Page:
Linking public health issues to religious sentiments can set a dangerous precedent and create hurdles on the path of progress. To view the Supreme Court order banning the sale of firecrackers in Delhi during Diwali as anti-Hindu is to trivialise the problem on hand. Since extraordinary times call for extraordinary measures, the ban order was needed to check the alarming pollution levels in the national capital. It is a small but decisive move to address what the court has called a health emergency. The 11th most polluted city in the world, Delhi becomes a virtual gas chamber with the onset of winter with the Diwali crackers adding to the toxic load. The city has seen an alarming rise in the incidence of respiratory diseases such as asthma, lung cancer and bronchitis due to worsening air quality and, more worryingly, children are particularly vulnerable to pollution-related health hazards. The situation in Delhi was particularly ominous last year when the average PM 2.5 level (particulate matter with a diameter of less than 2.5 microns that lodges easily into the lungs) reached a mark that is 29 times above the World Health Organisation (WHO) standards. According to a pollution assessment monitored by the Central Pollution Control Board, the city has a National Air Quality index of 361, the highest in the country. Crop-stubble burning in neighbouring Haryana and Punjab, burning of garbage, vehicular and industrial emissions and the dust by the roadside are the other major contributors to the pollution.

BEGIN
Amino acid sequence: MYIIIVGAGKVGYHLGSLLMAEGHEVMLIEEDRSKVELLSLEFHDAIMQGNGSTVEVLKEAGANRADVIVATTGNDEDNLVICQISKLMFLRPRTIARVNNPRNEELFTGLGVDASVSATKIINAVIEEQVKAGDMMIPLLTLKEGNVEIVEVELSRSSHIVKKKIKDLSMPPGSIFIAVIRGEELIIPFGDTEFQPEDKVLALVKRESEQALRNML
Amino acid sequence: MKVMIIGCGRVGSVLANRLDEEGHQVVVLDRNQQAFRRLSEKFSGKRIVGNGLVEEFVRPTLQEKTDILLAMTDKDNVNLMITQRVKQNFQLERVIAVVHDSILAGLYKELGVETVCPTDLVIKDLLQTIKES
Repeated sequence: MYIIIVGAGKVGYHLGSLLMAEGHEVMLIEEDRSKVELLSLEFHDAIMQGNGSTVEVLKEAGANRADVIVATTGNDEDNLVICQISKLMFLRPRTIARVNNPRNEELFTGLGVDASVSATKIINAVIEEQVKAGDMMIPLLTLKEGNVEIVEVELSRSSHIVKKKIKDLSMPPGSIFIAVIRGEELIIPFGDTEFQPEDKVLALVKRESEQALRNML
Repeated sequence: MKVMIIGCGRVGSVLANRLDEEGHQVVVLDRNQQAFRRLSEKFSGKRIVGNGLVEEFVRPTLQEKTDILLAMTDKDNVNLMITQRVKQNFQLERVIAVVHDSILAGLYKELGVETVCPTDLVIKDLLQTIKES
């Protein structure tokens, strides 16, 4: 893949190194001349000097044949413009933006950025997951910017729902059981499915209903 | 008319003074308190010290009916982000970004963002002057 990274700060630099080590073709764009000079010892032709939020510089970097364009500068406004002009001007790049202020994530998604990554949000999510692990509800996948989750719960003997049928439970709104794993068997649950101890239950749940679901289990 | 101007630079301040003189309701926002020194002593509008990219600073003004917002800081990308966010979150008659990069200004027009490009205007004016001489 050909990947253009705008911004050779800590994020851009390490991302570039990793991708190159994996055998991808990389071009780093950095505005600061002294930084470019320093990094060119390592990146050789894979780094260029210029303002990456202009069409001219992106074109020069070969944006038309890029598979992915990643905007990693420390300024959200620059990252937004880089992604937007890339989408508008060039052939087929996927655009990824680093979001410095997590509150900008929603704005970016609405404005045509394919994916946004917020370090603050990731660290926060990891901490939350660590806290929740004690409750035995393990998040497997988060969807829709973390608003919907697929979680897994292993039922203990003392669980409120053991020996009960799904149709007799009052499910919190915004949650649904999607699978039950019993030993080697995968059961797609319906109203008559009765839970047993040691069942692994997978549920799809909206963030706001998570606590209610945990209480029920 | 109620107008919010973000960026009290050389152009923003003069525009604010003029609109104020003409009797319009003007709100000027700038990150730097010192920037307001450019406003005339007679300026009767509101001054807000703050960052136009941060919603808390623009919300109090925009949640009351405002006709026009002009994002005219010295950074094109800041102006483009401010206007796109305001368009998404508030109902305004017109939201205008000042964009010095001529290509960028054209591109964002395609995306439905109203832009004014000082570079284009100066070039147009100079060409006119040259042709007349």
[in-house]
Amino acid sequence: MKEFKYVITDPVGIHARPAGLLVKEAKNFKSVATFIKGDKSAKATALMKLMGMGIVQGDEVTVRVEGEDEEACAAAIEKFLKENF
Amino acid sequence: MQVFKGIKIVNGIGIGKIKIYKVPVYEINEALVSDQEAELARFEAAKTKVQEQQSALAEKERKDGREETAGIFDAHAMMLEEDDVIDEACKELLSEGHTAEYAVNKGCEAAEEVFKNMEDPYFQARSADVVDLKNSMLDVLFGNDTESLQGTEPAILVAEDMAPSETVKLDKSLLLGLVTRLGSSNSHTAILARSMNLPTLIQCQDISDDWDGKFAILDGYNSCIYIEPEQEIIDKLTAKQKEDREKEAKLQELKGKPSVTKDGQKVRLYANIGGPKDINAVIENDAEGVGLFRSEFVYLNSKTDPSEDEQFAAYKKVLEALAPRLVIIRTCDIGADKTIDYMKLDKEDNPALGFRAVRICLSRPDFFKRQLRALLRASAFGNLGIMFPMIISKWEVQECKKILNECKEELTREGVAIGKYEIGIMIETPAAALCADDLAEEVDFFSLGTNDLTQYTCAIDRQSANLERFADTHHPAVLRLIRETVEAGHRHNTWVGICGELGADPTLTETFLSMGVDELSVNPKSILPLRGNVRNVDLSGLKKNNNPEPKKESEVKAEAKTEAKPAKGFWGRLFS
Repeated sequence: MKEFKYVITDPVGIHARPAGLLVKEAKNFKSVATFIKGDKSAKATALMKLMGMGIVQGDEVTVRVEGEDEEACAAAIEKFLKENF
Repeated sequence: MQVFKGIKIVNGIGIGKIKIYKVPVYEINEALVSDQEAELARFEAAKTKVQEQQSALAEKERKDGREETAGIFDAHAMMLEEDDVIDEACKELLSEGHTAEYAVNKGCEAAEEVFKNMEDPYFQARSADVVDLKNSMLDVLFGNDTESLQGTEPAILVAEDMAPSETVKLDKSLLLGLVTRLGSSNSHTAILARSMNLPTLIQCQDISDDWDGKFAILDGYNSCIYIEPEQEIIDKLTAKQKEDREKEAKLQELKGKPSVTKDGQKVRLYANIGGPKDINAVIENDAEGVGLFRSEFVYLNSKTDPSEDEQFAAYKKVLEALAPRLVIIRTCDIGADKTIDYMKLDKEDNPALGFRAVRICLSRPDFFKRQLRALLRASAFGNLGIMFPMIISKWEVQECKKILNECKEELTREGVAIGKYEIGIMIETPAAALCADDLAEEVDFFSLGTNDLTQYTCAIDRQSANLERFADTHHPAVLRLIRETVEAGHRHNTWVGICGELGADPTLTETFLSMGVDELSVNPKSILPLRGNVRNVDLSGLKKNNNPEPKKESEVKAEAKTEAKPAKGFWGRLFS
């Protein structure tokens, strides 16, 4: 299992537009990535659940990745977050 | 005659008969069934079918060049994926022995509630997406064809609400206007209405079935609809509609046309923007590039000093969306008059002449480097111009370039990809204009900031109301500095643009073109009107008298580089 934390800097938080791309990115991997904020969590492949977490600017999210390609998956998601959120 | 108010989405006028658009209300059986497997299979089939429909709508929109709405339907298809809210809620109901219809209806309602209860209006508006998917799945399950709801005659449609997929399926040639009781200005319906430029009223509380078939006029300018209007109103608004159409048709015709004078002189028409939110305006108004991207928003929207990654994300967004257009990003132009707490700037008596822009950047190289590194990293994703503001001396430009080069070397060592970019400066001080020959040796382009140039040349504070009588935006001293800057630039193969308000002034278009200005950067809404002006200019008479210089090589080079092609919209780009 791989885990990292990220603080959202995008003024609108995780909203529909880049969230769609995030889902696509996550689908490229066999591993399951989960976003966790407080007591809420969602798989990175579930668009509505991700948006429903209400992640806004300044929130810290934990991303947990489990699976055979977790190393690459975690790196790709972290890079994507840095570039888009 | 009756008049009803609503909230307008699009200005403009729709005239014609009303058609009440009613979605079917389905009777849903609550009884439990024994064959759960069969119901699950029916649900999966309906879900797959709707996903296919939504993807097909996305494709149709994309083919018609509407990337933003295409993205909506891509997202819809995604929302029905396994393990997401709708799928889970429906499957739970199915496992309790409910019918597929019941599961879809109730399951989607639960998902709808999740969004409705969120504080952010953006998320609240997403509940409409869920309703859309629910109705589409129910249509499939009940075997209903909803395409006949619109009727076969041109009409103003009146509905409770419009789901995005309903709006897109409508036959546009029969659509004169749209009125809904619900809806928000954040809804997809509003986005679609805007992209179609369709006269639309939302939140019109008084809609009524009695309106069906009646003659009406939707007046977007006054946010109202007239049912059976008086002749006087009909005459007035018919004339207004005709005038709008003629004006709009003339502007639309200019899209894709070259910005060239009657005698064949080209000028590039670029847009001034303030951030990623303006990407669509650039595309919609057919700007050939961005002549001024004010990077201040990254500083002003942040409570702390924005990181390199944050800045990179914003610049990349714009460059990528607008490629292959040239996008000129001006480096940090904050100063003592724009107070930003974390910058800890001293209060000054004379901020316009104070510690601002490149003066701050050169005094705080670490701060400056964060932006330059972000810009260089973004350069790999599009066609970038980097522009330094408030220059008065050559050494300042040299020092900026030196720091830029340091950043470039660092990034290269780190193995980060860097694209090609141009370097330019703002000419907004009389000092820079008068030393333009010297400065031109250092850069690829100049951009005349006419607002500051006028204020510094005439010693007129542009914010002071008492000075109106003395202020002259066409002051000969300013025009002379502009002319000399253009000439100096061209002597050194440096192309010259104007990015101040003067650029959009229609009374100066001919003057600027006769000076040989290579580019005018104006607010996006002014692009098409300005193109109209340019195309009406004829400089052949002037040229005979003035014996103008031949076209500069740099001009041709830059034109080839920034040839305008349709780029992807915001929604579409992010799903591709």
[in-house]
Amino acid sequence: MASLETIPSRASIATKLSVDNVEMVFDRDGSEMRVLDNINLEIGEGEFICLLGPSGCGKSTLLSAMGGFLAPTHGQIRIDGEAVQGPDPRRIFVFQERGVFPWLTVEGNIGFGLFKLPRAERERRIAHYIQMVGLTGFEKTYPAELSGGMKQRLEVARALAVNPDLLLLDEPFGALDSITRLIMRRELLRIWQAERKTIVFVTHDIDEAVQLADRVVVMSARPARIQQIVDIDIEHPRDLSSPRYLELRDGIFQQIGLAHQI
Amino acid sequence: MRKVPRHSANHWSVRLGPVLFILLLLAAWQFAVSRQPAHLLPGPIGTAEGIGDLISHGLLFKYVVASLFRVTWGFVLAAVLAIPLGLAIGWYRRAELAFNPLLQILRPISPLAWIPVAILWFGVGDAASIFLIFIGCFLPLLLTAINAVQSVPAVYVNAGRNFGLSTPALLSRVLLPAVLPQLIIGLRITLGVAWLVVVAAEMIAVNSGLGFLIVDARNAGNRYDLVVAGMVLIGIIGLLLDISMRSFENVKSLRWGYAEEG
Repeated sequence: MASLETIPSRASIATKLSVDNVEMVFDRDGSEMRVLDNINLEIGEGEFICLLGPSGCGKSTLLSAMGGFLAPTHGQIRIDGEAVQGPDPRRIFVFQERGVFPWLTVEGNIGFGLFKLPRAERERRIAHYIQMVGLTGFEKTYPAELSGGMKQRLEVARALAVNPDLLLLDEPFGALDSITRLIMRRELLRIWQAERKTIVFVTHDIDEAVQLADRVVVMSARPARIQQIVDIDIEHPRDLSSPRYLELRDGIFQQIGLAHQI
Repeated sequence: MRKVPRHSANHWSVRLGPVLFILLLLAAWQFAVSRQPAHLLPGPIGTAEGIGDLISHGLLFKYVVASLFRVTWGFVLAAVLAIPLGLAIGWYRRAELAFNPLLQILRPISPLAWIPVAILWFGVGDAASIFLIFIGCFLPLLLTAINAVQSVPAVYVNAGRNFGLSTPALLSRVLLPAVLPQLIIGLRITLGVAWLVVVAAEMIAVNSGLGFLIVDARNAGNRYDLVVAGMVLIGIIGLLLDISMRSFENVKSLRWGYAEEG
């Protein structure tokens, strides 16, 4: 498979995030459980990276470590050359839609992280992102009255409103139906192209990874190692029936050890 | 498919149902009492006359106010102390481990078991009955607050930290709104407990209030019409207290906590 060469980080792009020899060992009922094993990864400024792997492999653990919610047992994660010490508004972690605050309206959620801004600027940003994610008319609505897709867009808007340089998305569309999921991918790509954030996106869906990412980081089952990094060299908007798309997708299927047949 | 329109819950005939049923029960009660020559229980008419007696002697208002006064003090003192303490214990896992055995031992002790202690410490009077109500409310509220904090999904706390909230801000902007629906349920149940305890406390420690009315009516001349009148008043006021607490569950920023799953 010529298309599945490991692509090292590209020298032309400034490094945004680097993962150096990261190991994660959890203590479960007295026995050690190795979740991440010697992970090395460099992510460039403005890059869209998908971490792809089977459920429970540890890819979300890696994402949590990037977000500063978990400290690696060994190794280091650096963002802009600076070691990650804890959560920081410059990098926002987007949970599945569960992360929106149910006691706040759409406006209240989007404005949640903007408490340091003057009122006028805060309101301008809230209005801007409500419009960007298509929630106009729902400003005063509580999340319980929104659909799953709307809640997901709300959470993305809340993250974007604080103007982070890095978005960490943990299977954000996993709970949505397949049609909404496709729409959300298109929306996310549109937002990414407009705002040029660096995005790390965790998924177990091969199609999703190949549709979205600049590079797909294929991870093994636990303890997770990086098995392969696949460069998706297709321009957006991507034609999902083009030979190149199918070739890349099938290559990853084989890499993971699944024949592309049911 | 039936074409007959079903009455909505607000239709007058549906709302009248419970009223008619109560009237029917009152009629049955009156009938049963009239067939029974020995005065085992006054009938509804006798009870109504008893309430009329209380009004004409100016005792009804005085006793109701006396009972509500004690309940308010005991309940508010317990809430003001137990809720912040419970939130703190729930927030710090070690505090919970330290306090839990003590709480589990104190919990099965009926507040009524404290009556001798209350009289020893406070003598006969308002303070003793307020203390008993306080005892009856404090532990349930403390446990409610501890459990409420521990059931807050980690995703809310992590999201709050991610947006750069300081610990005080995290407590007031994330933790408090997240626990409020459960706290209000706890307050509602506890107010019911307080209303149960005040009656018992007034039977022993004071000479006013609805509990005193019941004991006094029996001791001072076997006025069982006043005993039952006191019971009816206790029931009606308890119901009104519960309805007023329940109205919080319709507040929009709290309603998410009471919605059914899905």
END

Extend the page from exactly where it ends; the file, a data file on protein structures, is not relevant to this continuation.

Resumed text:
While there is a strong case for curbing the other sources of pollution as well, banning firecrackers could be a low-hanging fruit to make a good beginning to improve the air quality. The effects of firecrackers remain in the air for up to one month after Diwali. And, scientific studies have established the toxic impact of air pollution on liver, kidneys and brain. The critics of the ban order must resist the temptation of positioning their narrative in the faith-based rigid binary and questioning why similar restrictions are not imposed on other religious practices. The question here pertains to public health and measures to check the damage to the environment. The judicial outreach alone cannot solve the problem. There is a need for greater public awareness about the dangers of pollution since voluntary efforts can have a lasting impact. For instance, Hyderabad showed significant improvement in air quality post-Diwali last year, compared with the previous years, because a large number of people had voluntarily stayed away from bursting crackers. Such efforts must be encouraged so that the festival of lights can be celebrated in true spirit without causing damage to the environment.